It's not for grandmothers anymore

Charlie Scott, of Kansas City, Mo., is often needled for his choice of hobby.

He's the only man in the 150-member Nitetime Needlers quilt guild in Kansas City.

He makes sure his fellow Needlers keep an open mind.

"I would always have to say something because when they made announcements, they would say 'Ladies,"' Scott said. "Now they make an effort to say, 'Ladies and gentleman' or 'Lladies and Charlie."'

Scott joined the group about three years ago after he saw his former mother-in-law quilting.

"I was fascinated with what she was doing, so I went out and bought some fabric and made a quilt," said Scott, who at that time didn't know how to sew. "I basically just taught myself."

Immediately he was hooked.

The 30-year-old developed his hobby into a career. He began teaching beginning quilting at a fabrics and crafts store, and for more than a year now he has been the store's education coordinator.

Scott said he expects more men to take up quilting.

"It's no longer just for grandmothers," he said Thursday.

No, party, just a nap, thanks

Don Flickinger's idea of celebrating the degree that he started working on 75 years ago likely will be much different than his younger classmates.

"At my age, celebrating means getting into bed for a good nap," Flickinger said.

Flickinger was two days shy of his 96th birthday when he got his associate's degree in technical studies from the University of Toledo on Saturday. He was the school's oldest graduate.

"I am trying to show my great-grandchildren that it's possible, even at my age," he said.

Flickinger began taking classes in 1928, the same year Calvin Coolidge was president and Babe Ruth was hitting home runs for the Yankees.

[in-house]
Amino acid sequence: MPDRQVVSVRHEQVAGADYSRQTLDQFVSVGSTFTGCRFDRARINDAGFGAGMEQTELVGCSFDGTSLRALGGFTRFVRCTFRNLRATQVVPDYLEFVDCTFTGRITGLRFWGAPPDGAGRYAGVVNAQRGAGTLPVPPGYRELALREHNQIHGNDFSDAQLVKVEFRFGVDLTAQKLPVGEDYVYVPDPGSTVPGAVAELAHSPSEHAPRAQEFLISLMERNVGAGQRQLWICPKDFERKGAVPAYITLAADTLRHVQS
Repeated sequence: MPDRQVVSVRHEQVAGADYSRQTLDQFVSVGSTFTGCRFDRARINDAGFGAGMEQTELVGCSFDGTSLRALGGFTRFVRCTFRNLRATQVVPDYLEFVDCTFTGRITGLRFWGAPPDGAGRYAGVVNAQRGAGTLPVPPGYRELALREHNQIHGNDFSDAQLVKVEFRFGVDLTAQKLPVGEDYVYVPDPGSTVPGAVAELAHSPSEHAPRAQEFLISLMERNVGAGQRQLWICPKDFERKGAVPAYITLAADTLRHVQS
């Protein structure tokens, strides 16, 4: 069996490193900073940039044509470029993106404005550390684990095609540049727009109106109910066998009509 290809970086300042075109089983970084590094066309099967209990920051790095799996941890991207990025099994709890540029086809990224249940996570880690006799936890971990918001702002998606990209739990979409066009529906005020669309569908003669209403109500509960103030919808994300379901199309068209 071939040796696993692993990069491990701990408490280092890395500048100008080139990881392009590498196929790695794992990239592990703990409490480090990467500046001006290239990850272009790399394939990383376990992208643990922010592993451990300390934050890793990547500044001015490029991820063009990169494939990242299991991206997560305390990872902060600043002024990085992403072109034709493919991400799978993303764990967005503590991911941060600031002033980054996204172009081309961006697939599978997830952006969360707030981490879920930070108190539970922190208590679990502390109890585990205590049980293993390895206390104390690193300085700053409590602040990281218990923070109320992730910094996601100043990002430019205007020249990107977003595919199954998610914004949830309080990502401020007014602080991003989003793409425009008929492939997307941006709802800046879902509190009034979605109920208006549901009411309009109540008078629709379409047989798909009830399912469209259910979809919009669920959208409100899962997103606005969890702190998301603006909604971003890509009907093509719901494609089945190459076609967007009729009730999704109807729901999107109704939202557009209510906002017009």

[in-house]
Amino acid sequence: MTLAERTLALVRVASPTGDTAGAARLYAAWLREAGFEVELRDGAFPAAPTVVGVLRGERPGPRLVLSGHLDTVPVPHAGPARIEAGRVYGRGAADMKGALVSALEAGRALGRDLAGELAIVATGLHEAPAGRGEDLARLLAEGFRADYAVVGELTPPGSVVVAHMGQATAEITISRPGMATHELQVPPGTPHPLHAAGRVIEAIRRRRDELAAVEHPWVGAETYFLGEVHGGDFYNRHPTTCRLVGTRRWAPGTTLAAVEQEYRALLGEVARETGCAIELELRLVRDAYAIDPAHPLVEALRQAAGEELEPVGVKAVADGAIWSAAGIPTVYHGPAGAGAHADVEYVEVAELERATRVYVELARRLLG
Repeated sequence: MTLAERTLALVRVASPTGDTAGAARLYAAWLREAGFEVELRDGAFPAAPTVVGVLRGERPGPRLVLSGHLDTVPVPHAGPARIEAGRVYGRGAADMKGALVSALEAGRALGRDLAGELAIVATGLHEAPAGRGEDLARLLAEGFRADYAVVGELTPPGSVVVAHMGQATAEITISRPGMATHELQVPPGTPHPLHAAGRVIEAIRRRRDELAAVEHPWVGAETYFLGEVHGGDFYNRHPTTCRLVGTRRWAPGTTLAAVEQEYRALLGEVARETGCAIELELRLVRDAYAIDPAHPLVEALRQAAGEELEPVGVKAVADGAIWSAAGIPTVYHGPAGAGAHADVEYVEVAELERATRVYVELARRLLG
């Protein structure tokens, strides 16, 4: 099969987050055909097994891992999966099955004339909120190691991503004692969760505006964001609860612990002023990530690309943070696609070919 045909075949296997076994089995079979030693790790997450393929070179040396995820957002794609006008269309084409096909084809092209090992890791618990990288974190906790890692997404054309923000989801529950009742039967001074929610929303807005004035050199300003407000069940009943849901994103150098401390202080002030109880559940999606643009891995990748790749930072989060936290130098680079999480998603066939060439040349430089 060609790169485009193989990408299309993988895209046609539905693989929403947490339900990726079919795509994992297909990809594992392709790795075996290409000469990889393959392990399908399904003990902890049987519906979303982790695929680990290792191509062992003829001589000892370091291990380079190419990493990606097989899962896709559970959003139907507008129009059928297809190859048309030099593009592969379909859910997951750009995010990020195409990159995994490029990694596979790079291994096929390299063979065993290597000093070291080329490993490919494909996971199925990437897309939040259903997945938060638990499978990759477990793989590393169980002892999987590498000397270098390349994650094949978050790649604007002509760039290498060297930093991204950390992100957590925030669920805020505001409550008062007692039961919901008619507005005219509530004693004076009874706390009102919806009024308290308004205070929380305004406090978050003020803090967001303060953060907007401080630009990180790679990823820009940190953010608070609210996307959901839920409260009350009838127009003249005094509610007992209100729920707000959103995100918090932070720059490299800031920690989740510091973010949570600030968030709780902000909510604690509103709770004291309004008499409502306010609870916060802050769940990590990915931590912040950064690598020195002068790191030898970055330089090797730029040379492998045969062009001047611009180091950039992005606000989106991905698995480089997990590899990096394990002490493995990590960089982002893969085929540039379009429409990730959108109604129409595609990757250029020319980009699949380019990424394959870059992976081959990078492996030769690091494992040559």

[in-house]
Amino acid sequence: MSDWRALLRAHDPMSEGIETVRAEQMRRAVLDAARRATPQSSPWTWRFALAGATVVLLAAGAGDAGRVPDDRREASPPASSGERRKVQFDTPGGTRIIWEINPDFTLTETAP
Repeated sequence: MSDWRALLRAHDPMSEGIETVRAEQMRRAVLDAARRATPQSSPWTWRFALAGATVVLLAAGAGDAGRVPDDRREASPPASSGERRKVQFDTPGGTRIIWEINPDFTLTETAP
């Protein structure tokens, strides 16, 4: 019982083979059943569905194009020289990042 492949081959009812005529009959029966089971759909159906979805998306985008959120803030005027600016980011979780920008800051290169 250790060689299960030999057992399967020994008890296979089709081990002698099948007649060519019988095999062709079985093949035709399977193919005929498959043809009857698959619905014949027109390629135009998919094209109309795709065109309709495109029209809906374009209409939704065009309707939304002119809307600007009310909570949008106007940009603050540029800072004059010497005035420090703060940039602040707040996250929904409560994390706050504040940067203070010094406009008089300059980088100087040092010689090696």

When the Depression started, he had to quit school. He took more classes after he returned to the university in 1966 as an employee.

Retirement and travel put another gap in his transcript. He returned in 2001 when he took an independent study that led to the degree.

Next time, remember the map

A bank robbery suspect, apparently confused by a labyrinth of routes near Cedar Bluff Road in Knoxville, Tenn., was arrested about 45 minutes after the heist - right behind the bank.

David A. Hughes of Johnson City was charged with one count of aggravated robbery, Knoxville police said.

A branch of First Tennessee Bank was robbed about 9:30 a.m. Thursday. Police officers nabbed Hughes' car about 10:15 a.m. as it circled the bank's back parking lot.

Hughes apparently had driven around the area but found himself back at the bank as he attempted to flee, police said.

Officers Cynthia J. Chandler and Jason Krumenacker handcuffed Hughes 247 feet from the bank's front door, police said. Inside his car they found a yellow plastic bag containing stacks of money and a BB pistol.

You've read  of  free articles. Subscribe to continue.
QR Code to Etc.
Read this article in
QR Code to Subscription page
Start your subscription today